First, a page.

Haverhill, Others May be Free to Offer Internet Competition

FCC Commissioners Jessica Rosenworcel and Ajit Pai.

FCC Commissioners Jessica Rosenworcel and Ajit Pai.

Haverhill and other cities may be free to build their own broadband Internet services for residents, the Federal Communications Commission (FCC) ruled yesterday.

The action—now being opposed by some Republicans in Congress—would allow municipalities to directly compete with Comcast, Verizon and other providers. Yesterday’s 3-2 vote involved petitions by Chattanooga, Tenn., and Wilson, N.C. The municipal Internet vote was largely overshadowed by the FCC’s vote in favor of “net neutrality.” That ruling essentially blocks Internet providers from selling faster Internet access to some websites at the expense of others.

“Without it, no community has a fair shot in the digital age,” said Commissioner Jessica Rosenworcel, defending her vote for communities.

Besides Rosenworcel, Chairman Tom Wheeler and Commissioner Mignon Clyburn also voted to approve the measure which would trump any state laws banning municipal Internet. Commissioners Ajit Pai and Michael O’Rielly opposed the measure. O’Rielly said the vote ends capitalism in the United States.

“This highlights the unprecedented lengths the commission is willing to go in undermining the free market system, the federal statutes, the U.S. constitution, and common sense in order to dictate where, when, and how broadband is provided in this country,” he said.

Haverhill city councilors recently discussed the future of cable, Internet and satellite during a debate over Haverhill Community Television’s ill-fated attempt to ban Stanley Colten from serving on its board.

Councilor William H. Ryan hinted the city could cut HCTV off during the next round of Comcast negotiations.

“Why they did it, what’s going on and what their future plans are, so that we can be on board because there is a point in the next few years where we have to renew the contract with the cable provider. That obviously should be a very important day for people at local access TV, because if the city went in a different direction, it could be fatal."

HCTV is a non-profit corporation and received $816,266 from Comcast subscribers in 2013. The amount comes from a contract signed by the City of Haverhill with the cable company.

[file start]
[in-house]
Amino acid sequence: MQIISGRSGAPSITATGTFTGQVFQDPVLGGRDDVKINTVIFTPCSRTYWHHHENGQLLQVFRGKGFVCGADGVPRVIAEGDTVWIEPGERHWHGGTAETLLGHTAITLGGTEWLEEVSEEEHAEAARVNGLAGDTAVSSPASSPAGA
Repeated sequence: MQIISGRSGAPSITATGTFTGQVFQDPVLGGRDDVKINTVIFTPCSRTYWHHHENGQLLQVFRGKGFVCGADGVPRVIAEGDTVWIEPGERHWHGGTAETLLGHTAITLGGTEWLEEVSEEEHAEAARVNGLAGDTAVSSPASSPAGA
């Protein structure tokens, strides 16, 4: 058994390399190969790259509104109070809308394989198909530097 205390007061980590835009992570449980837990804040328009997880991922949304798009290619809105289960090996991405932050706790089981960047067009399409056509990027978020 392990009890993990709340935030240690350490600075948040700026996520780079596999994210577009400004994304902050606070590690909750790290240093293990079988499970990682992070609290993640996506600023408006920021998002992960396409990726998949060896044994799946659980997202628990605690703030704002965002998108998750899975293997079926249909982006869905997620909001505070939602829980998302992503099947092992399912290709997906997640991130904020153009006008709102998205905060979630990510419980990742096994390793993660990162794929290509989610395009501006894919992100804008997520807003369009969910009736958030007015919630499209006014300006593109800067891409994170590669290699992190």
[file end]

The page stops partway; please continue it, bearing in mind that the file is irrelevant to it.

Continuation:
2 thoughts on “Haverhill, Others May be Free to Offer Internet Competition

  1. I too regularly watch only a small number of TV channels offered by Comcast, so I constantly feel that I am lining Comcast’s pockets and subsidizing not only HCTV, but other Comcast subscribers as well. Comcast’s customer service also leaves a lot to be desired, and that’s no small issue. My bill is $179.00 per month, which can’t be called chump change. I have only enhanced basic TV service, internet, and phone. I do not have any premium channels.

    It is an insult that HCTV either has the money to plunk nearly a million dollars on the table for a business condominium that they could well do without, or qualifies for a substantial loan that would enable them to purchase a palatial condo at Harbor Place. And have they explained their rationale to the residents of Haverhill? Not that I’ve seen.

    Sounds to me that HCTV has too much money and they don’t know what to do with it, other than spend in ways that will do nothing to enhance and improve the quality of their programming. It really takes a conscientious watch-dog like Stanley Colten to blow the lid off and shine a bright light on HCTV shenanigans.

    Is there another way to provide reasonably priced cable, internet and land line phone service to the good citizens of Haverhill? I certainly hope so.

  2. Ends capitalism? Don’t you mean it ends control by huge corporations that spend billions of dollars paying off lawmakers to make sure they are protected from competition, taxes, any any oversight while they gouge the rate payers. Paying for a service at the rate of 112.00/mo when you user 2% of the forced channels is highway robbery.
    Comcast and their current competitors should where black masks, hat and wear silver six guns.